“He looked like you,” Hevovitastamiutsto said gently, “Hair and skin like wheat. He was a good man, Nathan, and he missed his daughter so.”
Natalie/Kimi jumped. Missed his daughter?
“How did he get here?” she asked eagerly.
“The same way you did, through the Rock of Stars,”
“My dad!” cried Natalie/Kimi, “Nathan was my dad’s name!”
Hevovitastamiutsto looked curious, so she explained.
“When I was little, I lived with my dad, just the two of us. We were really close, until one day…he just disappeared. I got home from school and the cops were there. I went to foster care never knowing where he went, but now I do! He came here, just like I did! But he’s really gone, and I’m stuck…in the past? Which is crazy, but really the only explanation, I guess, because there are no cars or airplanes…or other people or ANYTHING!”
Hevovitastamiutsto nodded grimly.
“That is much like what your father said,” he agreed, “But there is more. When your father came, so did many men with big weapons to shoot at us, and armies to capture us, and torches to burn our homes. My village is scared this will happen again.”
***

But weeks passed, months, and nothing unusual happened. Kimi lived with Ray and his father Hevovitastamiutsto, as well as his mother, Yoki, his sisters, Chepi and Doli, and his brothers, Hania and Istaqa. Gradually she stopped answering to Natalie and began answering to Kimi. She cried a lot the first few weeks, but gradually she realized she enjoyed this new life. Ray taught Kimi many things and traditions that gradually replaced the things she knew. Kimi wore the leathers and beads that the other women wore, and she left Natalie in her home each morning when she woke up. She learned to hunt and cook, and she became very close to Ray, Ray of the dark eyes, the tender smiles… But it couldn’t last. On a crisp October day, a shot echoed through the trees. The village was in a state of panic and disarray. Hevovitastamiutsto darted off through the trees with Yoki, Chepi, and Istaqa at his heels.
“No!” screamed Kimi, but it was too late. Four shots bled into her ears and she heard Ray, Hania and Doli dissolve in tears. Kimi launched herself after them, and collided with a solid wall of red.
“What’s this?” laughed a voice, strong and thick with an English accent, “Ow, stop that, you little minx!”
Kimi clawed and kicked, but he grabbed her hair and lifted her.
“Let…go…of…me!” she screamed, punctuating each word with a kick. Upon hearing her voice, the man stopped. He looked at her, and for the first time noticed her blond hair and pale skin.
“This here is an Englishwoman!” he said bemusedly, “Only she’s dressed like a savage! Commander,” he called, raising his voice, “Reckon you should come see this!”
Through the bushes tromped a man. He wore a powdered white wig, a smart red jacket, and immaculately polished black boots. His beaky nose was twisted and his eyes rolled in their sockets. He was the scariest man Kimi, or, for that matter, Natalie, had ever seen…and he carried a gun.
“Well, well, well, he said in a nasal voice, “what’ve we got here, sir?”
The big man holding Kimi shrugged.
“Darned if I know, Commander,”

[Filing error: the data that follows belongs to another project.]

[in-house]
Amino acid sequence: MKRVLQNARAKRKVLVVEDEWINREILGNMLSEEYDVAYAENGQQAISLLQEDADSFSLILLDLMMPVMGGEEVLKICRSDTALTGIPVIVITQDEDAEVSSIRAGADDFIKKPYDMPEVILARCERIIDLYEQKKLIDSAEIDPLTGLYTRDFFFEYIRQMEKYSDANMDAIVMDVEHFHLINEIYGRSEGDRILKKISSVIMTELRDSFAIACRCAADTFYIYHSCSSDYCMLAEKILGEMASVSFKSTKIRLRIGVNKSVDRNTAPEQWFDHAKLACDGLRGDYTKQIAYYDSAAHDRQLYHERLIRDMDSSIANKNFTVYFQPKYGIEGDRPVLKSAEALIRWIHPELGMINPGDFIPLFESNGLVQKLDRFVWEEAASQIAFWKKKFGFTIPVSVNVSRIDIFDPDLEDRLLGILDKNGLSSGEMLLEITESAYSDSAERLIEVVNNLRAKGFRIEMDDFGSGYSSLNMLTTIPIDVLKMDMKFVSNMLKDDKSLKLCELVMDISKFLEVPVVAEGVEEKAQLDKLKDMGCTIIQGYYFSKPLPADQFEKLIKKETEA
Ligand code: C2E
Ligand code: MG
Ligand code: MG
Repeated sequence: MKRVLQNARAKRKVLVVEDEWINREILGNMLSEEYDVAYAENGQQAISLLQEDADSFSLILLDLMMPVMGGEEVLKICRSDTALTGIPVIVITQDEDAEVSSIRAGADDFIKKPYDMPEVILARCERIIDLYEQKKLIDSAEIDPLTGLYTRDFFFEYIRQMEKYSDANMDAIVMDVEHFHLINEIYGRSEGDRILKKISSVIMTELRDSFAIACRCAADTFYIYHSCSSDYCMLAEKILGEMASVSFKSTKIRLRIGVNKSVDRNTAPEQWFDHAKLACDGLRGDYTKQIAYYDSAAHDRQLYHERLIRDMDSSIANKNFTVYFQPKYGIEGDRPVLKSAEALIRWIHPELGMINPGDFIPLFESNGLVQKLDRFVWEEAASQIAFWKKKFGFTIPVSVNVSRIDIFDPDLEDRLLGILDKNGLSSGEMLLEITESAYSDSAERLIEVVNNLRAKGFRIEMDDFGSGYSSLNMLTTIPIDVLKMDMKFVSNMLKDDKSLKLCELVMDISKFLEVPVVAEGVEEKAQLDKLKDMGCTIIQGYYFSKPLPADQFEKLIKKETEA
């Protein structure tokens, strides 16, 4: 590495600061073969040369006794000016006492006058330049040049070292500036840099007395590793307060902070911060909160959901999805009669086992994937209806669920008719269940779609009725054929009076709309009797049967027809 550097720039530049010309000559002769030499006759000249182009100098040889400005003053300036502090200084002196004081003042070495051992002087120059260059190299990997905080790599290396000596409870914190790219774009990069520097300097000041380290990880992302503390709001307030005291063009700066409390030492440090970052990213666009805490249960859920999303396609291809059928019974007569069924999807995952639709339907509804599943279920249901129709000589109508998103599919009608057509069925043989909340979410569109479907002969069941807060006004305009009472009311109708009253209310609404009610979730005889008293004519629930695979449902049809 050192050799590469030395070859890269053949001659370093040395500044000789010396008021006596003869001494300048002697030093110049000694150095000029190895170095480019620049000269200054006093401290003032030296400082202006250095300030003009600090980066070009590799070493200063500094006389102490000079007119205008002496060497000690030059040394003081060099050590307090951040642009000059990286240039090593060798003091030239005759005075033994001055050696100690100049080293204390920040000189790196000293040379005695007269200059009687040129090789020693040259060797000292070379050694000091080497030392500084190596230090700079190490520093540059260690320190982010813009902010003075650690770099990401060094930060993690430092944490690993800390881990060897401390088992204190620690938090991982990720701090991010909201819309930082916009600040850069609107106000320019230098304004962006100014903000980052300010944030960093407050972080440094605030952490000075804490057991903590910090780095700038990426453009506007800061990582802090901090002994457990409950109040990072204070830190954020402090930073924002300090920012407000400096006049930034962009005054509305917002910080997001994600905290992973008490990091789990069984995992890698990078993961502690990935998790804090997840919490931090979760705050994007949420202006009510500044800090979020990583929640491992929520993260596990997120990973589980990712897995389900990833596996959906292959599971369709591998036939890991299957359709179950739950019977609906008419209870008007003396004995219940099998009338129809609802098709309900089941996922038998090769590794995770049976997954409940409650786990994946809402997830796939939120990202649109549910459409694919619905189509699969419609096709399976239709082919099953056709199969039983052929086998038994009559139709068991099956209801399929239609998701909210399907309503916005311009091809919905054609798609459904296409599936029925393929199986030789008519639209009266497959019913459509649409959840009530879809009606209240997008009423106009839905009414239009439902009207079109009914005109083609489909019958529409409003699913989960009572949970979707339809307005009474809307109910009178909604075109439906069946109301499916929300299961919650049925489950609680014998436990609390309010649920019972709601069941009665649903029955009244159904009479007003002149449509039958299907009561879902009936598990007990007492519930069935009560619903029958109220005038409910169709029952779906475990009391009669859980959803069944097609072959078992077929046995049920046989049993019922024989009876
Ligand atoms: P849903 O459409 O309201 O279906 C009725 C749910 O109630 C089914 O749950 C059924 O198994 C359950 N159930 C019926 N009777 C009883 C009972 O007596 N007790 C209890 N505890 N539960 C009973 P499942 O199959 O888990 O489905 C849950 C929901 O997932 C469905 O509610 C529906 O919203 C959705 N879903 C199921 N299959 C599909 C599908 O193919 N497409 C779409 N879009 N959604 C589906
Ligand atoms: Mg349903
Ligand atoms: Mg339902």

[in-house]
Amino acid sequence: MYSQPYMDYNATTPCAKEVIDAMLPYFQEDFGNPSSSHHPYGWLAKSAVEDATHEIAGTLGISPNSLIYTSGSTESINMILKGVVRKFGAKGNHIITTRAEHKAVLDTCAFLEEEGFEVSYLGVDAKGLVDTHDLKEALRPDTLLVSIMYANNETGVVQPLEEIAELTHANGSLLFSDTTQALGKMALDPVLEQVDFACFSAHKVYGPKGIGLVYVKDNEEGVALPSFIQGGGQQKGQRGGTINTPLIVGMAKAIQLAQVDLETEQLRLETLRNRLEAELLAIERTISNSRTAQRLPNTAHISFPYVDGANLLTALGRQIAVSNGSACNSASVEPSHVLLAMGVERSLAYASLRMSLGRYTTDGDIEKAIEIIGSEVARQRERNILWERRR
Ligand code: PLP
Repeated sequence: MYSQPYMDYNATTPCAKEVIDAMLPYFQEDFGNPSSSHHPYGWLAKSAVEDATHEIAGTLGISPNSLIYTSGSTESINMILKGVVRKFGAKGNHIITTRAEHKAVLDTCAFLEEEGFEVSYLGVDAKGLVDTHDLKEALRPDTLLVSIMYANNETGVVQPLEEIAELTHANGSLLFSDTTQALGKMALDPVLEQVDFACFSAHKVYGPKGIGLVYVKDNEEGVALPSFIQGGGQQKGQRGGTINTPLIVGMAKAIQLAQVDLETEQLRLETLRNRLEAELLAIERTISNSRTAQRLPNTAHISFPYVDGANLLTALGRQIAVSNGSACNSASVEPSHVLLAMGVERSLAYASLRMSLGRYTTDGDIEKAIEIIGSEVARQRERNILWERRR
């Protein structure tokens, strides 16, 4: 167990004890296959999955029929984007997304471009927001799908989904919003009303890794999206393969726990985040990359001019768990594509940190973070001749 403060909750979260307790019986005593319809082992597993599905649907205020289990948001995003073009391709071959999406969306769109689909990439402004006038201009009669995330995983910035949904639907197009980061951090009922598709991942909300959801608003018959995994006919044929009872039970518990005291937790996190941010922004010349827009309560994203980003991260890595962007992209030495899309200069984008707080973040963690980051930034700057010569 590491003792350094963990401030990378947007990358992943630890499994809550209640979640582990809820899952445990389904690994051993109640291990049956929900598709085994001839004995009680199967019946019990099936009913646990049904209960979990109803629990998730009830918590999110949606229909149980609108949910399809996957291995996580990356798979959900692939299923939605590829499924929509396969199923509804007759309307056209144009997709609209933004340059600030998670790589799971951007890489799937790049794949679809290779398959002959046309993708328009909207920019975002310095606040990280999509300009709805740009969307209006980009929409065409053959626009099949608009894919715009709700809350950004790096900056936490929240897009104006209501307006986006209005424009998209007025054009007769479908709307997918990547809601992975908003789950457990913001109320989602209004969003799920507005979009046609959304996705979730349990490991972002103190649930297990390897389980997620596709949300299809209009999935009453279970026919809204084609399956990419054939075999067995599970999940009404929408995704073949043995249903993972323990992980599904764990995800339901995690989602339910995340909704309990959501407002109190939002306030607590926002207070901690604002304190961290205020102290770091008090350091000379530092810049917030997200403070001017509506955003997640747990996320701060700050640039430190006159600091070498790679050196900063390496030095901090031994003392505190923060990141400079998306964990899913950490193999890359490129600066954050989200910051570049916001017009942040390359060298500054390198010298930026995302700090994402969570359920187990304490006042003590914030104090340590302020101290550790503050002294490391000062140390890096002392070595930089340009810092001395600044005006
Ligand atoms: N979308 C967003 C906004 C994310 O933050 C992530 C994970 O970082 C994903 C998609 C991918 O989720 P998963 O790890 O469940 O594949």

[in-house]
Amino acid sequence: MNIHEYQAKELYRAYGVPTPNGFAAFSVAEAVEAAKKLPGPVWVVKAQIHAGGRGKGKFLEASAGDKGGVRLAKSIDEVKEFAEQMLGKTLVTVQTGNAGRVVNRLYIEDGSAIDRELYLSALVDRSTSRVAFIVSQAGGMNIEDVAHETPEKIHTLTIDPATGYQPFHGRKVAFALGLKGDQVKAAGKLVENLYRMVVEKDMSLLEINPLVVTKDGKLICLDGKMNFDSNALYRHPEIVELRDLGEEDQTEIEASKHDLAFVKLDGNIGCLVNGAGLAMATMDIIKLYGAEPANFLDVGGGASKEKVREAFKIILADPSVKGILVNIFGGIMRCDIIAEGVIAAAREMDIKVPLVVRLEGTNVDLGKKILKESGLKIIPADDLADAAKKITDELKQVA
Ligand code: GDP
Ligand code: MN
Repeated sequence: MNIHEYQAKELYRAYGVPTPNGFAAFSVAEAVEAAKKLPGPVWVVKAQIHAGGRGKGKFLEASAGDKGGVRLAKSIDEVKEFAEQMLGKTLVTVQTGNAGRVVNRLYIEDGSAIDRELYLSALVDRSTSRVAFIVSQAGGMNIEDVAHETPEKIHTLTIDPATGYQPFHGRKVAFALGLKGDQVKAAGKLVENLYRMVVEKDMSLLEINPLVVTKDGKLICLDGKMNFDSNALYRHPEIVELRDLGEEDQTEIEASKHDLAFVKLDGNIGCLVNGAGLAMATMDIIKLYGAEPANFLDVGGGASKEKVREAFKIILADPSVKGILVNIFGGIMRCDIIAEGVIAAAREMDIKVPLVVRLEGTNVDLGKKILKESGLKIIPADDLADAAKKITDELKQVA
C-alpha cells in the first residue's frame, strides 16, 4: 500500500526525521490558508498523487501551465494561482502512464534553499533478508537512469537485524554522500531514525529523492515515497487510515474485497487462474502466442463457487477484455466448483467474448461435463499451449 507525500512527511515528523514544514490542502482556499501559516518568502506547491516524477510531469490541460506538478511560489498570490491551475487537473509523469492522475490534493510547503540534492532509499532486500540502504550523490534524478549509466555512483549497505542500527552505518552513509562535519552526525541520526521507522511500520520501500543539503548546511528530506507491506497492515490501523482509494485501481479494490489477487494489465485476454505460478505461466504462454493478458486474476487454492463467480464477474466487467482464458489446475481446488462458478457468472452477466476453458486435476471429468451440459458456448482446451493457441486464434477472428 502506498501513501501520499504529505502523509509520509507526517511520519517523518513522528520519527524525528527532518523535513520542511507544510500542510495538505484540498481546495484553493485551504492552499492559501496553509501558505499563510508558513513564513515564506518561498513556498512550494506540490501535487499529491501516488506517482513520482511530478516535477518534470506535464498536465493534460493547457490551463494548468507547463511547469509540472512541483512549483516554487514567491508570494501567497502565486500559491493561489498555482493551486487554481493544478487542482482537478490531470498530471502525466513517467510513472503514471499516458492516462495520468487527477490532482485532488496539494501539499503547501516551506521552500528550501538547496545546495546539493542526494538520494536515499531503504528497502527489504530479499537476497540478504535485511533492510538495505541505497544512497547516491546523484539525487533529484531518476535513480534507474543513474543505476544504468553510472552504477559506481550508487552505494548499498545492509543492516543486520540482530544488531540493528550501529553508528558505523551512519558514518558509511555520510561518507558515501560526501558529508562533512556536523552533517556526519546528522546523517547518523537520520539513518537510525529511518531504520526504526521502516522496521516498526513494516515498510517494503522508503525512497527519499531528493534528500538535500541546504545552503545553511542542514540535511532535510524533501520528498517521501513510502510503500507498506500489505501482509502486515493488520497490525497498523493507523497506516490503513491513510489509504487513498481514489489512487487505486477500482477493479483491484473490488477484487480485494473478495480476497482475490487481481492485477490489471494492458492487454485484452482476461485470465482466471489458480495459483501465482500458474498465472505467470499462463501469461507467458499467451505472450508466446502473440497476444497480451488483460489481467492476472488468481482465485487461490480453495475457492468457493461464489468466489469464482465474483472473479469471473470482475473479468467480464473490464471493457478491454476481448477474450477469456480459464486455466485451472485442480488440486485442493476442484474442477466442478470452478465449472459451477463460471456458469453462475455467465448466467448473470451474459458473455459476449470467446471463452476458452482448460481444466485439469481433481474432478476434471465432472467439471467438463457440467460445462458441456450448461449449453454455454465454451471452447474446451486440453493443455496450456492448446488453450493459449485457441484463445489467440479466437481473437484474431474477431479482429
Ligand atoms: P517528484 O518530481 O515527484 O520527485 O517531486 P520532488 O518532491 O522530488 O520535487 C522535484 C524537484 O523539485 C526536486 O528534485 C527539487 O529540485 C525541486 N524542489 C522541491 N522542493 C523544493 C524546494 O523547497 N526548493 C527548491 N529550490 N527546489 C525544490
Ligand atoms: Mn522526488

Kimi was angry. They absolutely could NOT talk about her like she was a thing and not a person. She put on a calm, gentle face and spoke in her nicest tone,
“Hello, gentleman, I’m Na…Kimi, and I would appreciate it if you would put…me…down!” She slammed her feet into the Commander’s neck. He yelled and went down. Moments later, he popped up, wig askew, face red.
“Right,” he said angrily, veins popping in his forehead, “Shall I tell you why we’re here? You see, we were on our way to Bunker hill, and poof, quicker than you can say Bob’s your uncle, here we are. Now, I have decided that this place is much better than those silly colonies, so I’m going to kill you all and take your land, with the help of my unlikely allies. May I present…Aristo?”
A tall, thin man in Greek battle gear slipped silently through the underbrush.
“He’s the leader of the Spartan army, you see, on his way to a war with Athens when he appeared here too! The bloke’s a nasty general, though, ruthless….wouldn’t want to be on his bad side, would you? Oh wait…you already are! But, not to get off topic, I should present my final ally, the infamous pirate captain, Captain Black Jack!”
A short, stocky man with a wild dark beard swaggered out of the woods, his long coat and tri-corner hat tattered, his peg leg wrapped in vines, pistols in his belt and a bottle in his hand.
“Arrrr, almost forgot me, didn’ ‘cha, Commander, yer worship,” he slurred, waving his bottle, “But who might this little girlie be?”
The commander coughed.
“Captain, this little girl is a rare specimen, an actual English savage, said her name was Kimi.”
The captain grinned menacingly and bowed, taking his hat off to her.
“Pleasure to be makin’ yer acquaintance, little girlie,”
Kimi spat at him. The commander looked at her in disbelief.
“A fighter, eh?” he growled, and pointed to the big guy, “Drop her. We’ll be back tomorrow, Kimi, and you will regret that.” He turned on his heel and marched away, followed closely by Big Guy and Aristo. The pirate winked at Kimi.
“Be See’in ya!” he chuckled, leering, and stumbled away, dropping the bottle.

As soon as they were gone, Kimi turned to the rest of the village. Most of them were crying. Ray was sitting on the ground, rocking back and forth, harsh sobs coming from his throat. Kimi hugged him, long and hard, then stood up, feeling stronger.
“They come back tomorrow!” she said loudly, “what will we do?”